Losing Baron Davis left the Warriors without a true point guard on the roster, a cause to fret considering the expected starter, Monta Ellis, is inexperienced at the position.
But the Warriors allayed that concern Monday, trading for another Los Angeles-bred dazzling playmaker with conditioning concerns: Marcus Williams.
Golden State sent a conditional first-round pick to the New Jersey Nets for Williams, who became expendable when the Nets acquired Devin Harris from Dallas in February and Keyon Dooling from Orlando on Monday.
"It's a lot better feeling now that I have a new opportunity, a fresh start," Williams said in a phone interview. "It wasn't about being (back in California). It was about getting an opportunity to play."
The Warriors have a team option for next season on Williams, who will make $1.2 million this season. If they like him, they can pick him up for the final year of his rookie deal.
Williams — not to be confused with swingman Marcus Williams out of Arizona, the Los Angeles Clippers' restricted free agent — is a 6-foot-3, 205-pound lefty with crafty handles who can penetrate and shoot from the outside. He isn't a supreme athlete, but he boasts above average vision and passing ability.
However, Williams hasn't gotten a chance to show much of it. In his third year out of Connecticut, where he is the all-time leader in assists per game, Williams saw a decline in production and minutes last season. He fractured his right foot just before training camp and missed 29 games, then averaged 5.9 points and 2.6 assists in 16.1 minutes, all slightly down from the previous season.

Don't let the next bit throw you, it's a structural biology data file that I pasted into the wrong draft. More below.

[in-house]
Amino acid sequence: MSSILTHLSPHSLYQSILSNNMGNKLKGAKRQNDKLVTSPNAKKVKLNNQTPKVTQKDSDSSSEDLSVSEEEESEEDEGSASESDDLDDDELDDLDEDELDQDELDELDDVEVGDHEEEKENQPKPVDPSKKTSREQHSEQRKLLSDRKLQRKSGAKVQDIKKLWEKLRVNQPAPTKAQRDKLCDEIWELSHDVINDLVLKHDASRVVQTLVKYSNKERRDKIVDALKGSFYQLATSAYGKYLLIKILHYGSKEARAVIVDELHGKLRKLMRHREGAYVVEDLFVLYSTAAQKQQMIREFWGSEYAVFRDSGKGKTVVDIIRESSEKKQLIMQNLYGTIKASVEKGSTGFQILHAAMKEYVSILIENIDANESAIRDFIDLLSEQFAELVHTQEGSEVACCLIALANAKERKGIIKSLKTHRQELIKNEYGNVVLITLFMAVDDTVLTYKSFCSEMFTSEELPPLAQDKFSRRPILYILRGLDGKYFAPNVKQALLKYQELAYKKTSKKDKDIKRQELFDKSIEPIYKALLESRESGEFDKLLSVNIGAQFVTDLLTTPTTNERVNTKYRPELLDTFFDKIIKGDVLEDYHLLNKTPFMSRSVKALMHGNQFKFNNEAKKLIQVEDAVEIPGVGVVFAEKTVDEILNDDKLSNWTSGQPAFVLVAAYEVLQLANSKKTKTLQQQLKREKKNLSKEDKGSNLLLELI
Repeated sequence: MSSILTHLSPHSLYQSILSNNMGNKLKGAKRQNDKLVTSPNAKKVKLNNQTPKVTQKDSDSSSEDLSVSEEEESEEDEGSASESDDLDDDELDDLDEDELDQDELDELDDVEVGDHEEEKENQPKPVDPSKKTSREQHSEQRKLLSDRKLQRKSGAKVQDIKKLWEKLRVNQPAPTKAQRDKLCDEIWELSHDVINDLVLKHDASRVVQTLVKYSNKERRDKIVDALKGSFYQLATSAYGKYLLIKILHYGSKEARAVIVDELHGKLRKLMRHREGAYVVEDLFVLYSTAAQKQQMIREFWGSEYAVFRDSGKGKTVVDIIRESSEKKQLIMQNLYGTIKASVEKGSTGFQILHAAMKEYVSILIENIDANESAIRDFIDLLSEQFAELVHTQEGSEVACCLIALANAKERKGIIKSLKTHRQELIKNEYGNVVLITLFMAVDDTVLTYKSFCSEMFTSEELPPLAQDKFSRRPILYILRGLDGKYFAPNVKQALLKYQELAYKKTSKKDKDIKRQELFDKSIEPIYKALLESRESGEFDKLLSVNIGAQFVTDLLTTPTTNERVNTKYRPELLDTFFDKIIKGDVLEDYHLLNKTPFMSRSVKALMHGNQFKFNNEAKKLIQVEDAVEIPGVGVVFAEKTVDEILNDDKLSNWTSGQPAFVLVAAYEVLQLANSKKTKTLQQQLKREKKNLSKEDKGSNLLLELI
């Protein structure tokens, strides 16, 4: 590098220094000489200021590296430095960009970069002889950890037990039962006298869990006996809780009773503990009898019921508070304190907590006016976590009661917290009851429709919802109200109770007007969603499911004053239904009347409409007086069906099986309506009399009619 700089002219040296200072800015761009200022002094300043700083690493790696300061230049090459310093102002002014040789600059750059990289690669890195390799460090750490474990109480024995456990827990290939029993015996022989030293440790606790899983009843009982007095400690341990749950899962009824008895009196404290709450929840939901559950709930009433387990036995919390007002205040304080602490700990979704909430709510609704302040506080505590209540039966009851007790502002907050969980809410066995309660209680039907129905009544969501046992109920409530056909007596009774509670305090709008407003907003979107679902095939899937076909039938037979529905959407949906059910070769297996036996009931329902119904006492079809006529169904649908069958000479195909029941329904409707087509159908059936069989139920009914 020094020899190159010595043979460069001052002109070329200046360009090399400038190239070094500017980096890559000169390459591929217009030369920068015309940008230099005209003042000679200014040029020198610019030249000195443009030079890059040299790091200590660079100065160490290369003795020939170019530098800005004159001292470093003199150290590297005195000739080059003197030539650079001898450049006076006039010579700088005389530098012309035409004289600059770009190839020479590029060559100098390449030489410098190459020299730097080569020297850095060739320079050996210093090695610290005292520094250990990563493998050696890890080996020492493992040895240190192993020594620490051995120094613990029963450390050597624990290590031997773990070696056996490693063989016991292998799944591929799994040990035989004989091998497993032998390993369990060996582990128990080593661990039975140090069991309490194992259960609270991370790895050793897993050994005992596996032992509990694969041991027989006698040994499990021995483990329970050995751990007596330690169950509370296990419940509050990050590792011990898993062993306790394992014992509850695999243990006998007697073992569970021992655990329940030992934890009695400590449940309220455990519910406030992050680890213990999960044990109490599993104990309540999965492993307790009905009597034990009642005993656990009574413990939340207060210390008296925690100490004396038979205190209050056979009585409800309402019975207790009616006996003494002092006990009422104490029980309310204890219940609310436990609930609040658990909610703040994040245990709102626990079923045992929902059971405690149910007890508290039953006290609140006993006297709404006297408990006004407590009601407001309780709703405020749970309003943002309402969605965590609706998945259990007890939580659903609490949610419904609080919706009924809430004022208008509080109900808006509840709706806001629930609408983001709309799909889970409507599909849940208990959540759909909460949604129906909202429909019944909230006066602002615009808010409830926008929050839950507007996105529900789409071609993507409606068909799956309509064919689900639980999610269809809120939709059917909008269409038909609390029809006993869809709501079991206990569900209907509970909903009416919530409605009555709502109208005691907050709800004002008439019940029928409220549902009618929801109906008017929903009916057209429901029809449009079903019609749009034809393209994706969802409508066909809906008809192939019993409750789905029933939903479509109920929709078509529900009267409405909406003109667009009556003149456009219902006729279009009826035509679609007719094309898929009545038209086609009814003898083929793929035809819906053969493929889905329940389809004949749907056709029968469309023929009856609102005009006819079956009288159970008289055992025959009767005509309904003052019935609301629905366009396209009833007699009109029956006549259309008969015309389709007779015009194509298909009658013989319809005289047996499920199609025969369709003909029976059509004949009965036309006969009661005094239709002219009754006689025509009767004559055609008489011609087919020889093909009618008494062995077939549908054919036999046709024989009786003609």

The writing on the wall came when the Nets acquired Harris in the Jason Kidd trade. Williams was expected to succeed an aging Kidd as the franchise's point guard, but Harris took that torch.
The Warriors keep their first-round pick for the next two years. According to the Nets' Web site, New Jersey could get the Warriors pick in 2011 if it is not a lottery pick. If it is, the Nets would get the Warriors' pick in 2012, provided it's not a top-11 pick. If it is, the Nets' would then get the Warriors' pick in 2013 as long as it's not a top-10 selection.
Should the Nets not get any of those picks, they would receive the Warriors' second round picks in 2013 and 2015.
Williams figures to be a backup with the Warriors, though there is a chance for significant minutes. He will play behind Ellis but, based on coach Don Nelson's style, could end up playing alongside Ellis for significant stretches. If the Ellis-at-point-guard experiment doesn't work out, Williams could end up starting with Ellis in the backcourt.
Williams is expected to arrive in California in the next couple days. He said the focus of his offseason would be conditioning, which was one of the knocks that caused him to fall to No. 22 in the 2006 NBA draft.
"I've just got to go play my game," Williams said. "In New Jersey, I was playing not to make mistakes, trying to stay on the court. ...
"(The Warriors' style) will work to my advantage because I can create plays, knock down shots, pass, penetrate. "... I would say with any NBA team, it's going to be a fight. I see they have C.J. Watson on the roster. He's going to fight to show he deserves to play. So am I."
Note: The Warriors improved to 2-0 in the Rocky Mountain Revue with Tuesday's 90-73 over the Dallas Mavericks. Anthony Morrow led the Warriors with 27 points and 10 rebounds, and Anthony Randolph and Jamont Gordon added 20 points apiece. Randolph, the Warriors' first-round pick, was 14-for-17 from the free-throw line and had six rebounds, five assists and two steals in 32 minutes. Second-round pick Richard Hendrix pulled down 11 rebounds in 26 minutes.
Contact Marcus Thompson II at firstname.lastname@example.org.
G Min. FG Reb. Ast. Pts.
53 16.2 .379 1.9 2.6 5.9
Career (two seasons)
132 16.4 .390 2.0 3.0 6.4